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Online Banking is temporarily unavailable.

Our Online Banking is shedding its old skin to become new and improved. To make the transition, the service will be down for maintenance from 5pm, July 7 to 9am, July 8. We apologize for any inconvenience this may cause.

Online Banking is temporarily unavailable.

Our Online Banking is shedding its old skin to become new and improved. To make the transition, the service will be down for maintenance from 5pm, July 7 to 9am, July 8. We apologize for any inconvenience this may cause.

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Fraud Prevention: Online Classifieds Buying and Selling Tips

April 13th, 2017

Are you selling something on Craigslist or through another online classified advertisement website?

If so, stay frosty.

 Craigslist offers a variety of excellent tips about how to avoid fraud when buying or selling through the site.

 Here’s a growing trend: You and the buyer agree to a price for the item. The buyer then sends you a cashier’s or official check for an amount above the agreed price. Next, the buyer asks you to wire the difference between the sale price and the amount declared on the check.

Should you encounter this scenario . . .

                                                                         . . . you are dealing with fraud.

 Almost always, the deal seems too good to be true. This is a new spin on an old scam. The best way to protect yourself from this is to follow the advice of the Office of the Comptroller of the Currency: Never accept a check from someone you don’t know; and, throw away any offer that asks you to pay for a prize or gift (e.g., lottery winnings).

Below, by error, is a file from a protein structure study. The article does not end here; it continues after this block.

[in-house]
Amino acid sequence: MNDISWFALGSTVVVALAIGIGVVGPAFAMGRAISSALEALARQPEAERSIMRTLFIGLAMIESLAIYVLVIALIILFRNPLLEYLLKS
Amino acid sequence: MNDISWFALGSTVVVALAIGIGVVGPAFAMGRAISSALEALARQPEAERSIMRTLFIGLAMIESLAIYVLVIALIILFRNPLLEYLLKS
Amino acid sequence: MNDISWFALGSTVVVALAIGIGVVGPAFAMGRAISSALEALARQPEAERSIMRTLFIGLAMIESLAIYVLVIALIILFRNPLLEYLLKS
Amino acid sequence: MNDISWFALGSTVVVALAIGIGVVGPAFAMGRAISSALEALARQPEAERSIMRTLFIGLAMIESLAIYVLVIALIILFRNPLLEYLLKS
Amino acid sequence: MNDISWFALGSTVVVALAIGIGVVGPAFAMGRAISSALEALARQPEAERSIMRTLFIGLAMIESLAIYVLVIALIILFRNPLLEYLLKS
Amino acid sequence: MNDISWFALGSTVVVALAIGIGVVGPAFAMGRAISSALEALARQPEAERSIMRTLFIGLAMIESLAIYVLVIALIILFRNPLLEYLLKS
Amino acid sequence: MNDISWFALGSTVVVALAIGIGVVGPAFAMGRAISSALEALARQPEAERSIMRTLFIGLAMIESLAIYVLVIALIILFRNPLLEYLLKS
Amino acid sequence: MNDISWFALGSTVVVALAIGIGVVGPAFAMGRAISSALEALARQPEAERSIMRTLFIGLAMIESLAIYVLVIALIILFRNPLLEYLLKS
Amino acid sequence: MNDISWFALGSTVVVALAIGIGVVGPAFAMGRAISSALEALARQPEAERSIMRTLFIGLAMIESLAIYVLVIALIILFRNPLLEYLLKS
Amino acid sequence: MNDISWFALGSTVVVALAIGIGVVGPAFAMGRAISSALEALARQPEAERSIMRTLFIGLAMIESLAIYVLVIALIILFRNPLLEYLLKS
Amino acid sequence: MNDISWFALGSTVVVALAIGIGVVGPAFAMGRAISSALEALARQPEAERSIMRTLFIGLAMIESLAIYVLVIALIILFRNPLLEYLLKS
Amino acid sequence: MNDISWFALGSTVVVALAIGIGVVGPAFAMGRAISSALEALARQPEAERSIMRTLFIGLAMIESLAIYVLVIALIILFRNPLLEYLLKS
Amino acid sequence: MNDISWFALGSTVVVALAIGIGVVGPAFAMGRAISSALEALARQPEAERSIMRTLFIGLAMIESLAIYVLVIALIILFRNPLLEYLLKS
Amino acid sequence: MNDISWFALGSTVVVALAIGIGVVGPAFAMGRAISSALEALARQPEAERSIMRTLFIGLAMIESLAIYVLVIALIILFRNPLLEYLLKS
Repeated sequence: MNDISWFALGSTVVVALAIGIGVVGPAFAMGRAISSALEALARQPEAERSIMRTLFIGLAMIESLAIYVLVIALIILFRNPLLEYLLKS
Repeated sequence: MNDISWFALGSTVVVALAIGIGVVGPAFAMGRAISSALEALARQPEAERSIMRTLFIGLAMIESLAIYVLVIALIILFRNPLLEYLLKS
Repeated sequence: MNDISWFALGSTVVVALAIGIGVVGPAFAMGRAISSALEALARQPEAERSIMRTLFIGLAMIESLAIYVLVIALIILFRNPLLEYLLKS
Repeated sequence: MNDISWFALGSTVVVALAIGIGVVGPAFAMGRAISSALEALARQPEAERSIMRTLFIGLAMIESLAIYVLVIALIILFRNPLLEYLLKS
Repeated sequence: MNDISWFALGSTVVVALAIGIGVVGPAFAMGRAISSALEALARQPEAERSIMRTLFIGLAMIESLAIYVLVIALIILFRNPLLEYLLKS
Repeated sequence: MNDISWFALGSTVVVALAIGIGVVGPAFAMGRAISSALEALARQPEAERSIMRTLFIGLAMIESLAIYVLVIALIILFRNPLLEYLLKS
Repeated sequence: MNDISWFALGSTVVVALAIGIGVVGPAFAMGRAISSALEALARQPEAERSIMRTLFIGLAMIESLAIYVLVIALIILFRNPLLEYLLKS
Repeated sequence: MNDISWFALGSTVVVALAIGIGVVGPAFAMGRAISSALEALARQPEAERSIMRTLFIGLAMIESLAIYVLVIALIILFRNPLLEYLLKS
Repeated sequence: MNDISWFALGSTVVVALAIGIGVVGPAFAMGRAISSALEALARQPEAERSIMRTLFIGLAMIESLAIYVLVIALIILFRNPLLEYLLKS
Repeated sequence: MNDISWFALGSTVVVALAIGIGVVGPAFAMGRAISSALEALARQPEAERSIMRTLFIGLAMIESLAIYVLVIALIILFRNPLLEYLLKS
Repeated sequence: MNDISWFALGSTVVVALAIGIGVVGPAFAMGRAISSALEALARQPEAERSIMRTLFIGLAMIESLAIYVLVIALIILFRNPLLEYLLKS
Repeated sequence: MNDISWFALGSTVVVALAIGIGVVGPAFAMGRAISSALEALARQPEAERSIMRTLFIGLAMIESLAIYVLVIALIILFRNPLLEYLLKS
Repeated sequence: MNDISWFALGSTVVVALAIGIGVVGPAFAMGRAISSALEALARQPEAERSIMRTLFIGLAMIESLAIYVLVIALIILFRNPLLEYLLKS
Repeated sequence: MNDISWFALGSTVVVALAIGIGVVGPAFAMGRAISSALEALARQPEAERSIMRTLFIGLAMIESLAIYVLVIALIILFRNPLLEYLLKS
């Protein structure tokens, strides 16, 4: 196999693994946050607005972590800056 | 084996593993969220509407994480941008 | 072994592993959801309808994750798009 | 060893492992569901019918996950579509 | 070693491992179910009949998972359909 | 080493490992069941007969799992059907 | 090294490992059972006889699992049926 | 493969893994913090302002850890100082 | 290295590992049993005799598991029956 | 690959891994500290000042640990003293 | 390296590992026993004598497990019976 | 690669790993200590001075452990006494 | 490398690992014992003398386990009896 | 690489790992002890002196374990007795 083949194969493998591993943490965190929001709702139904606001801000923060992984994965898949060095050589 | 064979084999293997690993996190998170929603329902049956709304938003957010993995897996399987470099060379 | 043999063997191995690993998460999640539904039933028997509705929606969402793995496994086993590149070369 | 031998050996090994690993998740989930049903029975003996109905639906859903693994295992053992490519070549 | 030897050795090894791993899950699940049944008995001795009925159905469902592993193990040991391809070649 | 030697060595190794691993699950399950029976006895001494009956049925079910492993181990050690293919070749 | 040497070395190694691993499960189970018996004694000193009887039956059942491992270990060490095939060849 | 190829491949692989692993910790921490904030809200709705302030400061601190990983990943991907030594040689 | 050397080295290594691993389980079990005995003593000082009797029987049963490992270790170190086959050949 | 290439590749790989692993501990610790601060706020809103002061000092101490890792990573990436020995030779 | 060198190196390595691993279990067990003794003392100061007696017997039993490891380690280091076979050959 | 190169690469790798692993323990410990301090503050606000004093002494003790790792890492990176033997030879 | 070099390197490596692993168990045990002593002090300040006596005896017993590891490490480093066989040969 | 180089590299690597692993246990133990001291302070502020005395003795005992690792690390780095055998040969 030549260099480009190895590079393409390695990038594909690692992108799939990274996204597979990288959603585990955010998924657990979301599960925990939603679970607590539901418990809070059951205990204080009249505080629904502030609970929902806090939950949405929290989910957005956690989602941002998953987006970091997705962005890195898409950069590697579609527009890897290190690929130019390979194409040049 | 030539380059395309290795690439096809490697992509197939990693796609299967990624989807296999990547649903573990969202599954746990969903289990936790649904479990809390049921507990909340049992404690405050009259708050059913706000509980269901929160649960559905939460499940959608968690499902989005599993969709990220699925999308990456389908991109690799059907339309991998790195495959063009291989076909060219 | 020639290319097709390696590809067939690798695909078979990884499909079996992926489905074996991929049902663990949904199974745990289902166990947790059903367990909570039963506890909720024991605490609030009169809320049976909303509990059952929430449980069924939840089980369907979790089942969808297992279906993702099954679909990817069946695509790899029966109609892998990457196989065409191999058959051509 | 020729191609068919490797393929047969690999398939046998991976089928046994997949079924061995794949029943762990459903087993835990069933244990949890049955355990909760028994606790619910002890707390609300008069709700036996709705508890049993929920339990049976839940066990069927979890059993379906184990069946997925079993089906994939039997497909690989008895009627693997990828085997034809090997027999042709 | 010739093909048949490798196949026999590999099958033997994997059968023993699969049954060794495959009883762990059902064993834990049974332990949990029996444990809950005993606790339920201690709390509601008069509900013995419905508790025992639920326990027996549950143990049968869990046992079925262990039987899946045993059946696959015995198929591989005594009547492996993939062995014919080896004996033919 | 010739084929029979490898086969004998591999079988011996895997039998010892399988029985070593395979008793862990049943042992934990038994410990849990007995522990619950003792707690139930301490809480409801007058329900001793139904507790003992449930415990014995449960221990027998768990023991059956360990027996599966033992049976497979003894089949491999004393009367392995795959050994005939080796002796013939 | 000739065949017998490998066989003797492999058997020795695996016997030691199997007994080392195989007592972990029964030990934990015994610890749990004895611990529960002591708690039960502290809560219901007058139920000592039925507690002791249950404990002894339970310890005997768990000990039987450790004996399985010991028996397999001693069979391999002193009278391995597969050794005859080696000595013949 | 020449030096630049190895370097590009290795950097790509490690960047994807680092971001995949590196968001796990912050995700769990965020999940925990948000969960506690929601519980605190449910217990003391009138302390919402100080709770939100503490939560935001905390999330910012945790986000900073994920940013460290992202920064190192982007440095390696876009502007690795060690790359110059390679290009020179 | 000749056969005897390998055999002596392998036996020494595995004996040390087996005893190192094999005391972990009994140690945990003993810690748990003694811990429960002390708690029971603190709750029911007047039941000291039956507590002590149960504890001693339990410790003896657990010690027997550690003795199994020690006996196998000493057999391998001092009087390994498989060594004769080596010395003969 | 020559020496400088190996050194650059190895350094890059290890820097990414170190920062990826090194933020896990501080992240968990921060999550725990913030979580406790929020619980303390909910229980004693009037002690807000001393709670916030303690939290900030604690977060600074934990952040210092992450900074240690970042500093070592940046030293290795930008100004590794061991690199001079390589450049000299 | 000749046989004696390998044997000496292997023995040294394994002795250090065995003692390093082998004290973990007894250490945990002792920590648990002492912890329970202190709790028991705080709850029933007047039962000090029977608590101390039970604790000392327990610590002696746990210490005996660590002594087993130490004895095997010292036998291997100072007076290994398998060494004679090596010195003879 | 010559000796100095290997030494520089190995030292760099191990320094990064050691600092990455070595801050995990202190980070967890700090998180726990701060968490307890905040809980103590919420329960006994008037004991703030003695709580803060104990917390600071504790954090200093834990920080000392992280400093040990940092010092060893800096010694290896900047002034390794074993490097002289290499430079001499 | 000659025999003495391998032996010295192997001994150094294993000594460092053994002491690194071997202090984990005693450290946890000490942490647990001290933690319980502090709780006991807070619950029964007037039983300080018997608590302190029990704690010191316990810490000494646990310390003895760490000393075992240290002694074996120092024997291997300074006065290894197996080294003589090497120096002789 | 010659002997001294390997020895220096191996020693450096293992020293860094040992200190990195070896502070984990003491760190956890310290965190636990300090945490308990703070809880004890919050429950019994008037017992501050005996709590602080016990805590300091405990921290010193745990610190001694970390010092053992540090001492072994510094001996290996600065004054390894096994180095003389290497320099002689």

But we’ve seen this exact scenario—fraudulent cashier’s or official checks from prospective buyers—no less than FIVE times in the past two weeks. The fraudster you’re dealing with is clever. He or she likely did any of the following to make the check appear legitimate:

(1) The fraudster ordered the cashier’s or official check from a professional check maker. Today anyone can order checks online. Security features embedded in the check will function properly because the check came from a legitimate producer.

(2) The fraudster printed the correct routing number on the bottom of the fraudulent check.

(3) The fraudster has printed the number of a closed account at the bank the check is draw on; or, the fraudster has researched and guessed a few of the numbers for a legitimate account at the bank the check is drawn on.

Because these fraudulent items are printed on authorized stock, the security features work properly. This makes them difficult to spot. While we have a variety of safety measures beyond a check’s security features, knowing the nature of the transaction is one of the best ways for us to catch and stop fraud.

How can you help? Tell us what’s going on.

If you’re in the process of completing a sale through a classified advertising website, tell us about it. If your buyer sends you a cashier’s or official check, bring it by so we can examine it. Whatever you do, don’t wire money to the buyer until you verify the collectability of the cashier’s or official check.

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